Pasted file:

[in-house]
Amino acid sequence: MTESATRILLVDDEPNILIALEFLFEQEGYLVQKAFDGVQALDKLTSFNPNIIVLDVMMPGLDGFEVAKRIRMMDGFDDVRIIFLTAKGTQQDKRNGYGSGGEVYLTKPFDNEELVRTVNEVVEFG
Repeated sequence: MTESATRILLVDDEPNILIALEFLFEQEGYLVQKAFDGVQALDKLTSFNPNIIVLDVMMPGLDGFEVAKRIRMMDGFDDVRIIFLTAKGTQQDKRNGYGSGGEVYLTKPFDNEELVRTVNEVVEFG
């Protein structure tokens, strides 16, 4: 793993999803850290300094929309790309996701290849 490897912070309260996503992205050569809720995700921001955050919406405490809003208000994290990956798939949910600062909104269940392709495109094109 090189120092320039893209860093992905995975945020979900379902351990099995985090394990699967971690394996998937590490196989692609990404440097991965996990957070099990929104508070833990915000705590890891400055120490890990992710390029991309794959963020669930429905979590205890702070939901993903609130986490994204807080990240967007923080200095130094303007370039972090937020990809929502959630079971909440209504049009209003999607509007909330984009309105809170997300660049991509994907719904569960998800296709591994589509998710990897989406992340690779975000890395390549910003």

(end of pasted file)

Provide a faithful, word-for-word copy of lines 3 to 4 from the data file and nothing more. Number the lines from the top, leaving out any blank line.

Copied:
Repeated sequence: MTESATRILLVDDEPNILIALEFLFEQEGYLVQKAFDGVQALDKLTSFNPNIIVLDVMMPGLDGFEVAKRIRMMDGFDDVRIIFLTAKGTQQDKRNGYGSGGEVYLTKPFDNEELVRTVNEVVEFG
């Protein structure tokens, strides 16, 4: 793993999803850290300094929309790309996701290849 490897912070309260996503992205050569809720995700921001955050919406405490809003208000994290990956798939949910600062909104269940392709495109094109 090189120092320039893209860093992905995975945020979900379902351990099995985090394990699967971690394996998937590490196989692609990404440097991965996990957070099990929104508070833990915000705590890891400055120490890990992710390029991309794959963020669930429905979590205890702070939901993903609130986490994204807080990240967007923080200095130094303007370039972090937020990809929502959630079971909440209504049009209003999607509007909330984009309105809170997300660049991509994907719904569960998800296709591994589509998710990897989406992340690779975000890395390549910003």